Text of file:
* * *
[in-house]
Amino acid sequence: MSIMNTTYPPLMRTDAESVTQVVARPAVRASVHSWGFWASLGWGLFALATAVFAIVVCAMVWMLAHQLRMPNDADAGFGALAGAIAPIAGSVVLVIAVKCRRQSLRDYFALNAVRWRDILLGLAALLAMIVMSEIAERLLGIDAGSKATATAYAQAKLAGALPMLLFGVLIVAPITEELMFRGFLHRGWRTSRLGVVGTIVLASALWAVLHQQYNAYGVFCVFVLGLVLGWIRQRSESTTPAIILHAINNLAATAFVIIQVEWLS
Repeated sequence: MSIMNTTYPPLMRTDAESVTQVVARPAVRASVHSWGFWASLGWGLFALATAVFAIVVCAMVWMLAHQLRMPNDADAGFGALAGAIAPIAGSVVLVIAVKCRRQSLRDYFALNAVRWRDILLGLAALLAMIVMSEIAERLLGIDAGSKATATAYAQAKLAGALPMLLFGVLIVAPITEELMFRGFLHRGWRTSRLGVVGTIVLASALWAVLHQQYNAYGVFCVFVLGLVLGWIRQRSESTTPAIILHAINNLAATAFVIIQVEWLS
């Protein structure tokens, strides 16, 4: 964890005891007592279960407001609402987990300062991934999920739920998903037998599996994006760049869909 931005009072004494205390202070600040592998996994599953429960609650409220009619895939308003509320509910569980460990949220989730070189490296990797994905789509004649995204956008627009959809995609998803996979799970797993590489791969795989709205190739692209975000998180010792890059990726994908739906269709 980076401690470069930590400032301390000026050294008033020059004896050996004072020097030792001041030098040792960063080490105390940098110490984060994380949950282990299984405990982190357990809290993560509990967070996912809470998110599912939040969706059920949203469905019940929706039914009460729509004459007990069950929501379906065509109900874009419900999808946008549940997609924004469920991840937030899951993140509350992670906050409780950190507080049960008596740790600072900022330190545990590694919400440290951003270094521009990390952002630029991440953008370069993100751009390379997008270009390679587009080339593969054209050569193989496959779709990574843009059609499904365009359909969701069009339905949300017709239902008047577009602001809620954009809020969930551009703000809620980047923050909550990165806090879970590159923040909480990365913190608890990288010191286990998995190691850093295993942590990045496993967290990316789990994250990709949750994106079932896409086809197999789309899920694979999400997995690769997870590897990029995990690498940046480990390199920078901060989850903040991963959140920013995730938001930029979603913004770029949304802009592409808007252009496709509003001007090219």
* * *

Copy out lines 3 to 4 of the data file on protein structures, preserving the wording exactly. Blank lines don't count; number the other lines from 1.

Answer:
Repeated sequence: MSIMNTTYPPLMRTDAESVTQVVARPAVRASVHSWGFWASLGWGLFALATAVFAIVVCAMVWMLAHQLRMPNDADAGFGALAGAIAPIAGSVVLVIAVKCRRQSLRDYFALNAVRWRDILLGLAALLAMIVMSEIAERLLGIDAGSKATATAYAQAKLAGALPMLLFGVLIVAPITEELMFRGFLHRGWRTSRLGVVGTIVLASALWAVLHQQYNAYGVFCVFVLGLVLGWIRQRSESTTPAIILHAINNLAATAFVIIQVEWLS
């Protein structure tokens, strides 16, 4: 964890005891007592279960407001609402987990300062991934999920739920998903037998599996994006760049869909 931005009072004494205390202070600040592998996994599953429960609650409220009619895939308003509320509910569980460990949220989730070189490296990797994905789509004649995204956008627009959809995609998803996979799970797993590489791969795989709205190739692209975000998180010792890059990726994908739906269709 980076401690470069930590400032301390000026050294008033020059004896050996004072020097030792001041030098040792960063080490105390940098110490984060994380949950282990299984405990982190357990809290993560509990967070996912809470998110599912939040969706059920949203469905019940929706039914009460729509004459007990069950929501379906065509109900874009419900999808946008549940997609924004469920991840937030899951993140509350992670906050409780950190507080049960008596740790600072900022330190545990590694919400440290951003270094521009990390952002630029991440953008370069993100751009390379997008270009390679587009080339593969054209050569193989496959779709990574843009059609499904365009359909969701069009339905949300017709239902008047577009602001809620954009809020969930551009703000809620980047923050909550990165806090879970590159923040909480990365913190608890990288010191286990998995190691850093295993942590990045496993967290990316789990994250990709949750994106079932896409086809197999789309899920694979999400997995690769997870590897990029995990690498940046480990390199920078901060989850903040991963959140920013995730938001930029979603913004770029949304802009592409808007252009496709509003001007090219």